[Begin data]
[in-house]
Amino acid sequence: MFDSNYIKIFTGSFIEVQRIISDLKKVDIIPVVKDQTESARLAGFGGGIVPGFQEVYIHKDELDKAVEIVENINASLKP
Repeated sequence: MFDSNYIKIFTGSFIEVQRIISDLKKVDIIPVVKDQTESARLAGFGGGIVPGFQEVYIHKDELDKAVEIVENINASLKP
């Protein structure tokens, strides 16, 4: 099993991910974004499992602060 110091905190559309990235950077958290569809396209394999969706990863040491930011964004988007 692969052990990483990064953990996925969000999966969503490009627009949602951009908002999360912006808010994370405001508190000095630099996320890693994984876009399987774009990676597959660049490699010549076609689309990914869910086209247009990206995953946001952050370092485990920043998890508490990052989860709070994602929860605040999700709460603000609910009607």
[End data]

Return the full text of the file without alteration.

[in-house]
Amino acid sequence: MFDSNYIKIFTGSFIEVQRIISDLKKVDIIPVVKDQTESARLAGFGGGIVPGFQEVYIHKDELDKAVEIVENINASLKP
Repeated sequence: MFDSNYIKIFTGSFIEVQRIISDLKKVDIIPVVKDQTESARLAGFGGGIVPGFQEVYIHKDELDKAVEIVENINASLKP
């Protein structure tokens, strides 16, 4: 099993991910974004499992602060 110091905190559309990235950077958290569809396209394999969706990863040491930011964004988007 692969052990990483990064953990996925969000999966969503490009627009949602951009908002999360912006808010994370405001508190000095630099996320890693994984876009399987774009990676597959660049490699010549076609689309990914869910086209247009990206995953946001952050370092485990920043998890508490990052989860709070994602929860605040999700709460603000609910009607």